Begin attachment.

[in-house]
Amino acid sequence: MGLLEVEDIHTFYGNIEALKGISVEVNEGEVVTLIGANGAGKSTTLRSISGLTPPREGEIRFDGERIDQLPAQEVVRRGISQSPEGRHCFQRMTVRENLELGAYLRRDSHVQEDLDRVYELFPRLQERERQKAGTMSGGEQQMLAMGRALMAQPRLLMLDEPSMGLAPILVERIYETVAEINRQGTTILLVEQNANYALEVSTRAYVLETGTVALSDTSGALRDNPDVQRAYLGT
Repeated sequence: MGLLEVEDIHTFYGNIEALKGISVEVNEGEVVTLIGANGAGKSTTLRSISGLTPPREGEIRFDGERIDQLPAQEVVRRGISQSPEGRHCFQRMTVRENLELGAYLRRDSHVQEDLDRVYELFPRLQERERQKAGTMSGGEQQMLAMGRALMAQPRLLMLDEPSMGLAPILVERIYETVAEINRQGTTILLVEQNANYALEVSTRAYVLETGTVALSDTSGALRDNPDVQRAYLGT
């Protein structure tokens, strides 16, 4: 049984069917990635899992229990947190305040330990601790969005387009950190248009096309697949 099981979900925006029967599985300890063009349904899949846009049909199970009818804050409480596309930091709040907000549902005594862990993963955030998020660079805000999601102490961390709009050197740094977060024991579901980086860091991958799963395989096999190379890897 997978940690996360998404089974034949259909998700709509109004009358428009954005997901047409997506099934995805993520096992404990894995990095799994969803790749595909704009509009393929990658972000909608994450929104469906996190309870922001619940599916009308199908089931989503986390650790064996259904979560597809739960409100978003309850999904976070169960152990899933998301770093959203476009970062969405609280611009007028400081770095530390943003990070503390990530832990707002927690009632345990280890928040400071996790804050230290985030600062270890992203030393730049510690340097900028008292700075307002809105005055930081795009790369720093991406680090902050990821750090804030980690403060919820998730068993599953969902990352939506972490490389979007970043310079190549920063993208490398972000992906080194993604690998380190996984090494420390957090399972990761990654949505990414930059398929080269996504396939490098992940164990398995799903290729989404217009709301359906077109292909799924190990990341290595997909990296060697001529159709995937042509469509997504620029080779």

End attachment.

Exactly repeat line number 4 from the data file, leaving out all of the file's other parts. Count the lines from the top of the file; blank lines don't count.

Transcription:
């Protein structure tokens, strides 16, 4: 049984069917990635899992229990947190305040330990601790969005387009950190248009096309697949 099981979900925006029967599985300890063009349904899949846009049909199970009818804050409480596309930091709040907000549902005594862990993963955030998020660079805000999601102490961390709009050197740094977060024991579901980086860091991958799963395989096999190379890897 997978940690996360998404089974034949259909998700709509109004009358428009954005997901047409997506099934995805993520096992404990894995990095799994969803790749595909704009509009393929990658972000909608994450929104469906996190309870922001619940599916009308199908089931989503986390650790064996259904979560597809739960409100978003309850999904976070169960152990899933998301770093959203476009970062969405609280611009007028400081770095530390943003990070503390990530832990707002927690009632345990280890928040400071996790804050230290985030600062270890992203030393730049510690340097900028008292700075307002809105005055930081795009790369720093991406680090902050990821750090804030980690403060919820998730068993599953969902990352939506972490490389979007970043310079190549920063993208490398972000992906080194993604690998380190996984090494420390957090399972990761990654949505990414930059398929080269996504396939490098992940164990398995799903290729989404217009709301359906077109292909799924190990990341290595997909990296060697001529159709995937042509469509997504620029080779």